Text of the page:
Montreal (my home town) showed that they can out do Toronto every way (speaking of the Sopranos and corruption). Toronto may have a Mayor suspected of many things, but only in Montreal can you have a Replacement Mayor, that was brought in to clean up corruption, then arrested for corruption (if that is not the definition of Irony, I’ll kiss Alanis Morissette’s feet). Montreal politics is always something special, and this week, the rest of Canada was treated to a plot twist that the writers of the Sopranos would marvel at (come to think of it, Montreal and the Sopranos have a lot in common).

Evidently Hedge Funds are sniffing around Tim Horton’s with an eye towards buying the Coffee Mavens. To think that Tim Horton and his family has made a pittance on this Canadian Success Story, but his name continues to be spoken ahead of Juan Valdez as the pervayor of fine Coffees. Not as Ironic as the corruption mayor thing, but truly a Canadian Success story (boy starts business, sells for a pittance to see it succeed beyond his wildest dreams).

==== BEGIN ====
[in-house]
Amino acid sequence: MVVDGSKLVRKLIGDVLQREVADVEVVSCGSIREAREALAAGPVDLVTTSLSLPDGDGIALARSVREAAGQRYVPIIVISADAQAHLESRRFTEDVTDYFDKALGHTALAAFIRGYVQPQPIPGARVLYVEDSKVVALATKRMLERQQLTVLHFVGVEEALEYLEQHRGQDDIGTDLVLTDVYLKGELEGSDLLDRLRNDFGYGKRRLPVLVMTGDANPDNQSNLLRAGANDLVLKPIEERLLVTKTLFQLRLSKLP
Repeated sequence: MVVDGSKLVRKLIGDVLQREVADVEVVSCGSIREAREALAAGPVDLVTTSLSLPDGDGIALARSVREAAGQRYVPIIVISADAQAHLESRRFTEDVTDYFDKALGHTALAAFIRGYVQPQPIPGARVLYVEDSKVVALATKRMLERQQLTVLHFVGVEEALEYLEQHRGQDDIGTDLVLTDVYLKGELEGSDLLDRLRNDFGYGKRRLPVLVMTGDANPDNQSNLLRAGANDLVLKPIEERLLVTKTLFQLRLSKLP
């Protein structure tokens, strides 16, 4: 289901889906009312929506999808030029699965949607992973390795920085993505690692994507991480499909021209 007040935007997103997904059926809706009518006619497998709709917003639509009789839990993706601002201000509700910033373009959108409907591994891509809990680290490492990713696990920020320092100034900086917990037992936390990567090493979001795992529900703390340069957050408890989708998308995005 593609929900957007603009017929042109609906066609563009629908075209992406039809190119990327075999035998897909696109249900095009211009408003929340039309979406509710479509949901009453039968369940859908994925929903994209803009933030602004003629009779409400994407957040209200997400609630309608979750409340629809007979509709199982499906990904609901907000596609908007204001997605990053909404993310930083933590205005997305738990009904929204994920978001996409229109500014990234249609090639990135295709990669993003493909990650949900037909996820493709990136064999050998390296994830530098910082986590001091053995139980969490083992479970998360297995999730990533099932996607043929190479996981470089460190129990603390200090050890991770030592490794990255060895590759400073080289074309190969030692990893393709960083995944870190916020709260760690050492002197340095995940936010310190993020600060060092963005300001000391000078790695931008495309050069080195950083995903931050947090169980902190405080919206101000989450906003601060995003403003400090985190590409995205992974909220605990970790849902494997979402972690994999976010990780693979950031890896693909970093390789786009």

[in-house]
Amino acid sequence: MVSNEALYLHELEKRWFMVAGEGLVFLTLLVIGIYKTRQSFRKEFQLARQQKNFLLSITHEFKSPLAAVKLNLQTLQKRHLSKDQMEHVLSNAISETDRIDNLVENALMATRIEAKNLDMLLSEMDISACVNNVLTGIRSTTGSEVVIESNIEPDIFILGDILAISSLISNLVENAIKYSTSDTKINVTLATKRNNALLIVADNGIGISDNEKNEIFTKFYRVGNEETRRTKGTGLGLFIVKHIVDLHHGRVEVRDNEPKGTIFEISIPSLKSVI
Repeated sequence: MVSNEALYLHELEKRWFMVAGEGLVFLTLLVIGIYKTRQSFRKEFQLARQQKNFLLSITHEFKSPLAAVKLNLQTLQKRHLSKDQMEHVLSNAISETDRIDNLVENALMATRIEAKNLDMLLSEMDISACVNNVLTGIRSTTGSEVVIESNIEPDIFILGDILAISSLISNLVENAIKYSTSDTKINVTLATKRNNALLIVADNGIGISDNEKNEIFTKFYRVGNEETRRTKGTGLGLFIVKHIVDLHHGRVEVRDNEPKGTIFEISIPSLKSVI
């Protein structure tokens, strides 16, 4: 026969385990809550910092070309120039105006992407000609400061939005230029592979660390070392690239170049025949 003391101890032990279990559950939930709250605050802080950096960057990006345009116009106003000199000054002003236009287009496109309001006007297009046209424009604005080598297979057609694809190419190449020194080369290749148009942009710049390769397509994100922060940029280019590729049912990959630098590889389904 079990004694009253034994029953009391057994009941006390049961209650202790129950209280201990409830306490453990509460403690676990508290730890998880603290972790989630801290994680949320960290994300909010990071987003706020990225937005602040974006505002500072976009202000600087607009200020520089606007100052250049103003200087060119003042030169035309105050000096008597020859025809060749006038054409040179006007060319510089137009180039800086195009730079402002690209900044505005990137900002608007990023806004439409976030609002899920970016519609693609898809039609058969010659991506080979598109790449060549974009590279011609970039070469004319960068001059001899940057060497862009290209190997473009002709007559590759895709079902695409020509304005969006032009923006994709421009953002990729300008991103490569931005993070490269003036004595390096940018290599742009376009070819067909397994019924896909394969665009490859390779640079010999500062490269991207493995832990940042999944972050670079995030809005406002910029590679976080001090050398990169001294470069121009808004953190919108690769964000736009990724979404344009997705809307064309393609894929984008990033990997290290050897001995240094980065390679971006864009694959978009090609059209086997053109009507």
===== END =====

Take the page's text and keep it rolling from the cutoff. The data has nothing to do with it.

My Weekly Recap

The ending of the Sopranos was so unsatisfying, however, hopefully my posts this works were a little more satisfying:

My Writings for Week Ending June 21st

Corruption in Montreal? Next Thing You’ll Say is the Sun Rises in the Morning!

My Father’s World

Yes, I get a little sentimental about my late Dad, but hey it was Fathers Day.

White ATM Machines Same as Pay Day Loans

The logic is a bit of a stretch, but you are wasting your money if you are using either of these services (IMHO).

Fun with Numbers Redux

Sometimes we mathematicians have fun with arithmetic, especially when you can astound and confuse your friends with it.

Simple Tip to Grow Your Wealth